Vacuuming is my chore of choice. In fact, it’s the only chore my husband and I fight over because we both want to do it. We used to clean our stairs and sofa with a corded handheld vacuum, but we craved untethered convenience. When we added items to our wedding registry, the Dyson V6 Trigger cordless vacuum was at the top of both of our wish lists.
Come to think of it, there’s actually one other chore my husband and I fight over: whose turn it is to kill the unlucky spider that wandered into our house. Both of us have a moderate level of arachnophobia, but I literally can’t sleep if I know there’s a spider—or fly, ant, mosquito—that can crawl into our bed in the middle of the night. We relied on objects that were within arm’s reach (like a shoe or book) to squash close-range pests, and to get rid of ones on the ceiling, we’d wrap a paper towel around a Swiffer mop head. These methods, while mostly effective, require a certain level of precision and always leave a bit of a mess behind. But our amateur pest control remedies exponentially improved once we added the Dyson handheld vacuum to our arsenal.
Dyson vacuums are known for their incredibly powerful suction, and this cordless model is no exception. It’s so powerful that I don’t have to be right on top of a bug to suck it up, and the attachments create enough distance between the unwelcome pest and me to calm my nerves. I can vouch that the Dyson is great for sucking up quick-moving spiders and sugar ants, in particular. It also came in handy the time my apartment had a wasp infestation. Once I’m convinced that an insect or arachnid is sufficiently incapacitated, I use the trigger release to empty the dust cup into a trash can (or outside, if I’m feeling generous). I never have to touch bug guts or body parts, which is a huge bonus.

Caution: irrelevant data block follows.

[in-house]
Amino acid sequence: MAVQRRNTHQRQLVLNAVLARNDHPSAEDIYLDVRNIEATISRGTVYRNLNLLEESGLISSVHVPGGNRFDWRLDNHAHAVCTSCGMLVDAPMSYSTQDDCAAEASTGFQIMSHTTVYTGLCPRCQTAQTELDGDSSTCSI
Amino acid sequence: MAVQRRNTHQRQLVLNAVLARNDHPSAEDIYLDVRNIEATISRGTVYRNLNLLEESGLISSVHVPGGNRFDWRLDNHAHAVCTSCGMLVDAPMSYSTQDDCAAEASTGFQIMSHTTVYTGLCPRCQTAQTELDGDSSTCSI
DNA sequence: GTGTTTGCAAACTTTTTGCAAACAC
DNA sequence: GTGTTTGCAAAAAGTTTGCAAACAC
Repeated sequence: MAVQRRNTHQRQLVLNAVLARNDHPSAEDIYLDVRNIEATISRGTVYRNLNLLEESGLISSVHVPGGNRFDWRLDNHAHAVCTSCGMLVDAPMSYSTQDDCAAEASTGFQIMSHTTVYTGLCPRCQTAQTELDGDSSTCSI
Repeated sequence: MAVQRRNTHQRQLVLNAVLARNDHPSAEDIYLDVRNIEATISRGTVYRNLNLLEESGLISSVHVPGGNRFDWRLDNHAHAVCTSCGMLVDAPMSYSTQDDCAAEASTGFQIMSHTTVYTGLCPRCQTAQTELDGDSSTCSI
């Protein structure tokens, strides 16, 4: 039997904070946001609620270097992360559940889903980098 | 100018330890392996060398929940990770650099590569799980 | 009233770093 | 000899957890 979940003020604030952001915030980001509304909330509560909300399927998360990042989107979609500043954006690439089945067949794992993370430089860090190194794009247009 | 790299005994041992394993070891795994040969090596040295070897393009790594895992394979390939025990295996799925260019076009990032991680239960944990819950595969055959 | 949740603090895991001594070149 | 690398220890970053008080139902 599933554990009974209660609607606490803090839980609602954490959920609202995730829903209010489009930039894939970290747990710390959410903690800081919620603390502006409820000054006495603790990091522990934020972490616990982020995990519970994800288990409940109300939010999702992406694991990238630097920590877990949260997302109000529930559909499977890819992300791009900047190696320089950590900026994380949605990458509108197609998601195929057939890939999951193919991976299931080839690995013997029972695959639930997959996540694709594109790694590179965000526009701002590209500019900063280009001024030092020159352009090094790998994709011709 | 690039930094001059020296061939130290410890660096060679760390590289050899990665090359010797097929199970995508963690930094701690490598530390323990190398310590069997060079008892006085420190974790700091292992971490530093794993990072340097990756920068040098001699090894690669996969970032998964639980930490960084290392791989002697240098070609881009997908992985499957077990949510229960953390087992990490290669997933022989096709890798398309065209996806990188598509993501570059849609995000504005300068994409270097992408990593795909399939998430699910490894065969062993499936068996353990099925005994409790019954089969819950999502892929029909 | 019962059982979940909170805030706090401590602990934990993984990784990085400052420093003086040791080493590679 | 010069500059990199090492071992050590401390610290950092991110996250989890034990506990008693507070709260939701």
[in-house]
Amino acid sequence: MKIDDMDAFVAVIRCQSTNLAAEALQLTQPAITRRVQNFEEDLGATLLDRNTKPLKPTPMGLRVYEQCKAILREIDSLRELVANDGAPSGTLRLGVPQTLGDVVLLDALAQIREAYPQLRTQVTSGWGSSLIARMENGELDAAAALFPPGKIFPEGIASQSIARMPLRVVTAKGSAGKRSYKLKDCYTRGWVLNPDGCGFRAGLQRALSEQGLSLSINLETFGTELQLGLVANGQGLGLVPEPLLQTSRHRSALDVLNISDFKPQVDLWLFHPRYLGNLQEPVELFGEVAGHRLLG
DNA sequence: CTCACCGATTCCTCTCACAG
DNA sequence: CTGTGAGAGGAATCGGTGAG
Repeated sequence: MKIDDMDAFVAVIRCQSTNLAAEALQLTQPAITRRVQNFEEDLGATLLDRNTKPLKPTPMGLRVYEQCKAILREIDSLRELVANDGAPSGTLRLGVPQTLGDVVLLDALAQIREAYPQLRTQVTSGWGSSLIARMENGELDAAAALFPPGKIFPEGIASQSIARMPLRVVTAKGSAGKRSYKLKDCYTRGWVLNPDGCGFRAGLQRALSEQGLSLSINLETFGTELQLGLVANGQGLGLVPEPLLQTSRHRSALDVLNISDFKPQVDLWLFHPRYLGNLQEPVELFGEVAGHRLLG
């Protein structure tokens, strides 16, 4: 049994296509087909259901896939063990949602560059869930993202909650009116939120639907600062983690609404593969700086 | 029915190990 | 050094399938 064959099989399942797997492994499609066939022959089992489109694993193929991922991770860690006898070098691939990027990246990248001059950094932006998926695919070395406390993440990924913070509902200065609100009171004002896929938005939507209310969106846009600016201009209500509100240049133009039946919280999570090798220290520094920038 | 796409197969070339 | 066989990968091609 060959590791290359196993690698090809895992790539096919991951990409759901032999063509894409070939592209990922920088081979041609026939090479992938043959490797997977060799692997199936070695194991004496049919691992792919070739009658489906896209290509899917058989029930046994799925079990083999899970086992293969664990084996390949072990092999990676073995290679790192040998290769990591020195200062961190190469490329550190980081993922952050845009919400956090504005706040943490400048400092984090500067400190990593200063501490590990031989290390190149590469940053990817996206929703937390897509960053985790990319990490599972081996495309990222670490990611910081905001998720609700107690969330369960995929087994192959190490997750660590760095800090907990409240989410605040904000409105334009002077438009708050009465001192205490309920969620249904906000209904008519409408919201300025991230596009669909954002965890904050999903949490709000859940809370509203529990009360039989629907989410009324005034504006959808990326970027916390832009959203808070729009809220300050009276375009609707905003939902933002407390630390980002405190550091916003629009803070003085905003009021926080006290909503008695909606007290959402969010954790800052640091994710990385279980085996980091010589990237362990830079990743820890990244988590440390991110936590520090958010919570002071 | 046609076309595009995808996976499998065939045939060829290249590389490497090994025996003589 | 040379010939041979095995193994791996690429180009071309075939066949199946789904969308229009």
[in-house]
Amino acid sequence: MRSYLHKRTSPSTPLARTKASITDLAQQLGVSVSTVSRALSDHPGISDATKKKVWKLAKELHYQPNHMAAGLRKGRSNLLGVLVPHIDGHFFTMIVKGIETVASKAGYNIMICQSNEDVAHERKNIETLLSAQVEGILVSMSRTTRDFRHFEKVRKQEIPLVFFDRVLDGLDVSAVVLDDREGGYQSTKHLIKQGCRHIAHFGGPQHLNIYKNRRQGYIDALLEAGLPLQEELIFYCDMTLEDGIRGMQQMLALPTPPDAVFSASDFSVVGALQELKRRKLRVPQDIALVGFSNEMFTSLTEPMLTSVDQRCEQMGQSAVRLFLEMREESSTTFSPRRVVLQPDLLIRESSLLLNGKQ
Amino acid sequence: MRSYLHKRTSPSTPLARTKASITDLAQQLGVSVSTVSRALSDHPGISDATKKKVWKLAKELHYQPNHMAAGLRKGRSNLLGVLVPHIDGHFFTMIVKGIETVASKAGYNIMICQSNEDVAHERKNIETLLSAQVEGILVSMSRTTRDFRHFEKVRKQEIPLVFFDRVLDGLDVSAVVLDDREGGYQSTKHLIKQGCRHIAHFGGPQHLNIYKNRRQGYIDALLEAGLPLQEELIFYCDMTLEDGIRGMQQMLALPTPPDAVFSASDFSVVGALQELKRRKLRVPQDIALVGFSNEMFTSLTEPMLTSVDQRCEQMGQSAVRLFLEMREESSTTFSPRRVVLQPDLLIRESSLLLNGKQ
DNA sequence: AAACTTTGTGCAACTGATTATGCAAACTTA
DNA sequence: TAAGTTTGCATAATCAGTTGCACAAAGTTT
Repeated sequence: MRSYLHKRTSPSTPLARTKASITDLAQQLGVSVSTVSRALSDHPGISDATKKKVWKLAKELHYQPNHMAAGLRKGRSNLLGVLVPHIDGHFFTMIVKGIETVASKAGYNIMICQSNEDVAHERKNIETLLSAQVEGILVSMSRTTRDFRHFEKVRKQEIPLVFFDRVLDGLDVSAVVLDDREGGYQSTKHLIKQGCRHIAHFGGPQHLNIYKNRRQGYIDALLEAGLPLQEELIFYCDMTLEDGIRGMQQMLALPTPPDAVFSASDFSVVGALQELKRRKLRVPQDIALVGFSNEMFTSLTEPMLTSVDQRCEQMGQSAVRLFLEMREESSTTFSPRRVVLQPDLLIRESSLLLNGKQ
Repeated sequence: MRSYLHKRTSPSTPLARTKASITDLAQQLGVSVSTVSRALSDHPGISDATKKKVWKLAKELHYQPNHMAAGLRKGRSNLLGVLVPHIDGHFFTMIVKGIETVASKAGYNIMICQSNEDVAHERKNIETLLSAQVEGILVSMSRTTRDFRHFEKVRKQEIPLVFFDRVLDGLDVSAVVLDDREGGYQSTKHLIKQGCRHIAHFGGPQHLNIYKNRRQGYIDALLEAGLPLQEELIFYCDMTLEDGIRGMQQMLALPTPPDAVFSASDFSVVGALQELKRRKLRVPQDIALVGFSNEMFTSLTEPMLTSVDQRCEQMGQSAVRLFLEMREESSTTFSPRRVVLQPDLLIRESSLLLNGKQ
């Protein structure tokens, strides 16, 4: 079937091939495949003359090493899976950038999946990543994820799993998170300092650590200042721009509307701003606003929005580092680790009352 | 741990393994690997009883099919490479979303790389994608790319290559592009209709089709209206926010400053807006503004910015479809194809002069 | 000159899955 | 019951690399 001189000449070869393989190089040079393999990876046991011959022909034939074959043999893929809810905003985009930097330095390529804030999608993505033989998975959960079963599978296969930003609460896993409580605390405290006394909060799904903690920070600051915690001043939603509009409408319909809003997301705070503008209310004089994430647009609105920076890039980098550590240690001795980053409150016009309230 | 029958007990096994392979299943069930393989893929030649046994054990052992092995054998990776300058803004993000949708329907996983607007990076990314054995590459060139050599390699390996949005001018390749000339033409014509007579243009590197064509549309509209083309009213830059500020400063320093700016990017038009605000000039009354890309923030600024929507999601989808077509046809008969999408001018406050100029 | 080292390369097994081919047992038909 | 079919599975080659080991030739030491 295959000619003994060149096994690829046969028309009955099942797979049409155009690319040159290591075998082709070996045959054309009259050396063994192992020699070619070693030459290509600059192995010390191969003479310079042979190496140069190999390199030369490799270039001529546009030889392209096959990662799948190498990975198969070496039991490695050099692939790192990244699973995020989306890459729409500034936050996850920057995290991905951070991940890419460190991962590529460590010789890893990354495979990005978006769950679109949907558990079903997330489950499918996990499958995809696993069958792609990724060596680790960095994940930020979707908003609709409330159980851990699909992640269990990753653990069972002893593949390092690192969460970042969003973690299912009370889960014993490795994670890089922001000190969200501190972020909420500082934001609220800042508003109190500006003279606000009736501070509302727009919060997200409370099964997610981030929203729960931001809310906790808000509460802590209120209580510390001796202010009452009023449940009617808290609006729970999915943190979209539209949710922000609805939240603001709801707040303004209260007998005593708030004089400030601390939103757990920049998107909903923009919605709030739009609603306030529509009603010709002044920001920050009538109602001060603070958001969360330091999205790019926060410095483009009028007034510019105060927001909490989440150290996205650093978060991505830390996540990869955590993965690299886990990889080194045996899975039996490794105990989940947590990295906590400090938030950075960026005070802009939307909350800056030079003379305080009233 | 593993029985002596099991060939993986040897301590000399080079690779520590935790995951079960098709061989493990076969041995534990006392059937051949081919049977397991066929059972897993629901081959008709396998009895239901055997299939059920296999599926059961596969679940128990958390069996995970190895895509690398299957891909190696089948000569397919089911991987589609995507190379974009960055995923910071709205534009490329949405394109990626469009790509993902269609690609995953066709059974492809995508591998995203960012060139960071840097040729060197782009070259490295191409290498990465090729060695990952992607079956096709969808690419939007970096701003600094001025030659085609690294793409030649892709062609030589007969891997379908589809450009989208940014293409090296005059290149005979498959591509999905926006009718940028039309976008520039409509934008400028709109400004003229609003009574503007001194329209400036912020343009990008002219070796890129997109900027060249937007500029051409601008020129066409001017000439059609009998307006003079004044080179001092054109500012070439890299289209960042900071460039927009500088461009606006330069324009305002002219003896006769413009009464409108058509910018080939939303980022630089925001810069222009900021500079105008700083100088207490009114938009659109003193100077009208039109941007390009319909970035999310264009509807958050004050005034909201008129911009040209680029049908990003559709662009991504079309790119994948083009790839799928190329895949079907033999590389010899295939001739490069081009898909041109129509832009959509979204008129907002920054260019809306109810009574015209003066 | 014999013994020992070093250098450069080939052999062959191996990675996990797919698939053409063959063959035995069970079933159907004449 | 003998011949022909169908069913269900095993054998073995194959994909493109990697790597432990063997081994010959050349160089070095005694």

To buy: $225, amazon.com
The V6 cordless handheld model has two suction modes: standard and max. The vacuum will last 20 minutes on a single charge in standard mode, and six minutes in max mode. (Six minutes might not sound like a lot, but it’s plenty of time to catch a spider or two if you need the extra oomph.) Unless I’m deep-cleaning the upholstery and floor mats in my car, I rarely run the vacuum out of juice in a single use. I grab the Dyson for quick cleanup jobs like sprucing up bath rugs, sucking up spilled flour (I’m a messy baker), and cleaning in between couch cushions. And then, of course, there’s the occasional bug that needs to be dealt with. I tend to go weeks, sometimes a month or more, in between battery charges.
If there’s anything for me to complain about, it’s the trigger design. My hand cramps if I’m using it for longer than a few minutes at a time because I have to continuously hold the trigger down to power the vacuum. But this design element is what makes the vacuum so efficient (and how it lasts so long between charges); it draws power only when the trigger is compressed. Overall, it’s not a deal breaker, and this handheld vacuum is still my favorite wedding gift after three years of marriage. Shout out to my great-aunt, Rosie, and godmother, Rami, for giving my husband and me the gift of sparkling clean cars and countertops…and a bug-free abode.
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